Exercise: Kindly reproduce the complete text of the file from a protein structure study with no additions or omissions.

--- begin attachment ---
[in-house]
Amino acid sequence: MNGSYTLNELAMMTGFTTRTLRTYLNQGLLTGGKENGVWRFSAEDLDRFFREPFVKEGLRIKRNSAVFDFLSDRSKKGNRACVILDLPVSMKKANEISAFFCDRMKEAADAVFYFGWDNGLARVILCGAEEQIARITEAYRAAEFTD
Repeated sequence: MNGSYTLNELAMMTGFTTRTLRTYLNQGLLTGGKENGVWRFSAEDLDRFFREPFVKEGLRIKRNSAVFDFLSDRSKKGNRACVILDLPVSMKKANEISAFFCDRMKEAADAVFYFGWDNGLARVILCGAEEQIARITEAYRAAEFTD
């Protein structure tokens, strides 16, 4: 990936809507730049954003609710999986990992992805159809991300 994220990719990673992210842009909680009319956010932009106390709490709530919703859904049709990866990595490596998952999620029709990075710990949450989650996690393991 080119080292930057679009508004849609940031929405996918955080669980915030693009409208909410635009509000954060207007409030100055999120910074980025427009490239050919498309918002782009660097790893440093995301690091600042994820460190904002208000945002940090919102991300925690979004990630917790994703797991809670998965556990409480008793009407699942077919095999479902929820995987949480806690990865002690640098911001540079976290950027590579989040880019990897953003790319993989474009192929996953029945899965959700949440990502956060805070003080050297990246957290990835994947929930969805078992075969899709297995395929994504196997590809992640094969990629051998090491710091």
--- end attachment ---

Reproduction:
[in-house]
Amino acid sequence: MNGSYTLNELAMMTGFTTRTLRTYLNQGLLTGGKENGVWRFSAEDLDRFFREPFVKEGLRIKRNSAVFDFLSDRSKKGNRACVILDLPVSMKKANEISAFFCDRMKEAADAVFYFGWDNGLARVILCGAEEQIARITEAYRAAEFTD
Repeated sequence: MNGSYTLNELAMMTGFTTRTLRTYLNQGLLTGGKENGVWRFSAEDLDRFFREPFVKEGLRIKRNSAVFDFLSDRSKKGNRACVILDLPVSMKKANEISAFFCDRMKEAADAVFYFGWDNGLARVILCGAEEQIARITEAYRAAEFTD
């Protein structure tokens, strides 16, 4: 990936809507730049954003609710999986990992992805159809991300 994220990719990673992210842009909680009319956010932009106390709490709530919703859904049709990866990595490596998952999620029709990075710990949450989650996690393991 080119080292930057679009508004849609940031929405996918955080669980915030693009409208909410635009509000954060207007409030100055999120910074980025427009490239050919498309918002782009660097790893440093995301690091600042994820460190904002208000945002940090919102991300925690979004990630917790994703797991809670998965556990409480008793009407699942077919095999479902929820995987949480806690990865002690640098911001540079976290950027590579989040880019990897953003790319993989474009192929996953029945899965959700949440990502956060805070003080050297990246957290990835994947929930969805078992075969899709297995395929994504196997590809992640094969990629051998090491710091």